AASHTO Journal

Fuel Prices Still Rising After Harvey

U.S. motor fuel prices continued to spike this month in the wake of Hurricane Harvey's shutdown of one of the nation's main fuel refining and distribution centers, even as some of that storm-closed refining capacity was coming back online.

The U.S. Energy Information Administration said average retail gasoline prices across the country reached $2.68 a gallon on Sept. 4, up 28 cents from a week earlier and nearly 46 higher than at the same point in 2016.

"The East Coast, Texas and parts of the Gulf Coast were the hardest hit by rising gasoline prices in the wake of Hurricane Harvey," the agency said. "Texas and Florida, in particular, saw increases of 40 cents/gal. Gasoline prices in Houston, Miami, New York City, and Boston were up at least 35 cents/gal."

dollarpump.jpgThe average pump price of diesel fuel, which is mainly used by heavy trucks carrying freight shipments, rose less sharply but still increased 15 cents a gallon for the week to nearly $2.76 cents by Sept. 4, the EIA said. That was up from 35 cents a year earlier.

The trucking industry can largely pass along higher fuel costs in freight surcharges, but sharp hikes in fuel prices for passenger cars often tamp down – at least temporarily – discretionary roadway travel. If sustained, that can sometimes push drivers to seek alternatives such as carpooling and public transit options.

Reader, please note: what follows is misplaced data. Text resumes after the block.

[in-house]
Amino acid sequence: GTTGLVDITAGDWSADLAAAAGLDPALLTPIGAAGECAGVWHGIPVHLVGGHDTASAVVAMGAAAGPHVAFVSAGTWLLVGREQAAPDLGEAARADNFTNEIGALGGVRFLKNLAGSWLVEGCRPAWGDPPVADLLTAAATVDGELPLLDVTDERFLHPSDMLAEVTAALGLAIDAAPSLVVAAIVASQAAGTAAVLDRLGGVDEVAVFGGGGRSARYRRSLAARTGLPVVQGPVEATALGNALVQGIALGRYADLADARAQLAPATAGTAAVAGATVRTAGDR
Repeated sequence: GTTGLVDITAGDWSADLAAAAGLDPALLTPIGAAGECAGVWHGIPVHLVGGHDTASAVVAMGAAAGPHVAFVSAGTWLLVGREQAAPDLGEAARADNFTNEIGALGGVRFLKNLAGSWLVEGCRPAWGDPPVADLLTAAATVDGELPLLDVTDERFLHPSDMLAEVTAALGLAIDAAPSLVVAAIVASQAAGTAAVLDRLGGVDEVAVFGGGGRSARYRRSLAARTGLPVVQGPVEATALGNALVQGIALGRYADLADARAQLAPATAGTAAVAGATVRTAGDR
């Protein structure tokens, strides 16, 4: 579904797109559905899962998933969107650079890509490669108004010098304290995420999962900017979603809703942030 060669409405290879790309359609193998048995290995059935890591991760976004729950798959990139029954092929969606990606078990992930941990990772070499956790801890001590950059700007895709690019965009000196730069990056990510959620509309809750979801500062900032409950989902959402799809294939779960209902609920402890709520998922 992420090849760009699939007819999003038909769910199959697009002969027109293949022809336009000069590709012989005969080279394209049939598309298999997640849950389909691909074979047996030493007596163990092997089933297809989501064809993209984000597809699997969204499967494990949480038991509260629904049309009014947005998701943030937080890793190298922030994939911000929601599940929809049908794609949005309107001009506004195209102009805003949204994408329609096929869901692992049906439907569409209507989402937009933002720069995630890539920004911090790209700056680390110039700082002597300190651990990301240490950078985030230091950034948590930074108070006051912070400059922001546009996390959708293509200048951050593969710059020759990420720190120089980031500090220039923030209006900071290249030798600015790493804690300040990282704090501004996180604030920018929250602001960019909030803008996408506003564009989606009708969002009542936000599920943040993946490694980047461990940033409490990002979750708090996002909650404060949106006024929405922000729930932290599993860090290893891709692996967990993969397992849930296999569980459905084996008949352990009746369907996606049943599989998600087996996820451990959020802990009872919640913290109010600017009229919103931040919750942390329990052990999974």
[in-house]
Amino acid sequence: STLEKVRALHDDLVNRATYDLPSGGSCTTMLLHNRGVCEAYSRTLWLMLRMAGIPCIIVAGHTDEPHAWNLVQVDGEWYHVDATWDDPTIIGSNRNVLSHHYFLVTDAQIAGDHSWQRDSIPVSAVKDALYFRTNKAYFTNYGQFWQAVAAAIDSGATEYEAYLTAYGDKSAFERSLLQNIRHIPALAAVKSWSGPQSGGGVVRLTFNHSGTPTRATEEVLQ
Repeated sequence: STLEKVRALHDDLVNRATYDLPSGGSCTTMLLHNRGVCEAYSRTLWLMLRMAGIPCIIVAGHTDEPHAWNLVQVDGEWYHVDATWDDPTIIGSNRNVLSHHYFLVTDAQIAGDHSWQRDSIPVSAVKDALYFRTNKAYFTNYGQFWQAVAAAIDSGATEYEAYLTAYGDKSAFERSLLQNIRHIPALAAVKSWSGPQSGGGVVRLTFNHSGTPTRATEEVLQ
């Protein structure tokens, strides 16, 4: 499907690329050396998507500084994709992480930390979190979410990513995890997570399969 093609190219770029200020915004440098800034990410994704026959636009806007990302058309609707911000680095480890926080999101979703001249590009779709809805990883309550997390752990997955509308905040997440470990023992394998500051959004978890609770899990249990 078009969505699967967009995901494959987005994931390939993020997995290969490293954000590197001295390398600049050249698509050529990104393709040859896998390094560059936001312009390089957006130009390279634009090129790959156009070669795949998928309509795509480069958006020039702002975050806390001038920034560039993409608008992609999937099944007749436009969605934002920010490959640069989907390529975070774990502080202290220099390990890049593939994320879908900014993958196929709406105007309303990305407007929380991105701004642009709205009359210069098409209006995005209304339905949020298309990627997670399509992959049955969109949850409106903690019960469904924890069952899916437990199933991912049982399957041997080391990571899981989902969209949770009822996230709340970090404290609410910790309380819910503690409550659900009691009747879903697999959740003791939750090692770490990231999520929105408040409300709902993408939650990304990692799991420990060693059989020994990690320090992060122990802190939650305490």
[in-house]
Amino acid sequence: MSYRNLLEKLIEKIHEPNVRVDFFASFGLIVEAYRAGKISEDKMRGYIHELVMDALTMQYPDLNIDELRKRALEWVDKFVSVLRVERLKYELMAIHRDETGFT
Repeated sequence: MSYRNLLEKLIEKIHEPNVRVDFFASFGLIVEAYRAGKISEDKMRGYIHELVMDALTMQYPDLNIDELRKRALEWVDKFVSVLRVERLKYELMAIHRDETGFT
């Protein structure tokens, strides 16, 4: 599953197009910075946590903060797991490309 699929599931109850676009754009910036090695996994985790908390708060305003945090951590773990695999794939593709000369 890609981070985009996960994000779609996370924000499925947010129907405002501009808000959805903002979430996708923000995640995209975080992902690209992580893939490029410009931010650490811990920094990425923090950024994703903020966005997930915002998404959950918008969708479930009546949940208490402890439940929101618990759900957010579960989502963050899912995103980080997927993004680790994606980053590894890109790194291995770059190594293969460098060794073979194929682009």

Any decline in motor fuel consumption due to higher prices would also crimp the flow of excise tax receipts that help feed the federal Highway Trust Fund, as well as the fuel use-based transportation revenue streams of most states.

While U.S. fuel supplies should rebuild and stabilize once all the refineries and pipelines are back up – and therefore bring prices back down in coming weeks – other shocks could extend the period of higher pump prices.

For instance, even as the Texas Gulf coast begins recovering from Harvey and ships again move in and out of the Houston Ship Channel, fast-forming Hurricane Irma threatened to hit the country from the Atlantic Ocean.

Irma reportedly left at least 19 dead after hitting Caribbean islands with sustained winds of 180 mph, and was on a forecasted path to move northward up the Florida peninsula and along the Eastern Seaboard.

Meanwhile, fuel prices appeared as though they would keep rising a while. The AAA motor club, which surveys fueling stations daily and reports prices that differ somewhat from the EAI's weekly report, showed as of Sept. 7 that the national average gas price was still moving higher each day.

Questions regarding this article may be directed to editor@aashtojournal.org.

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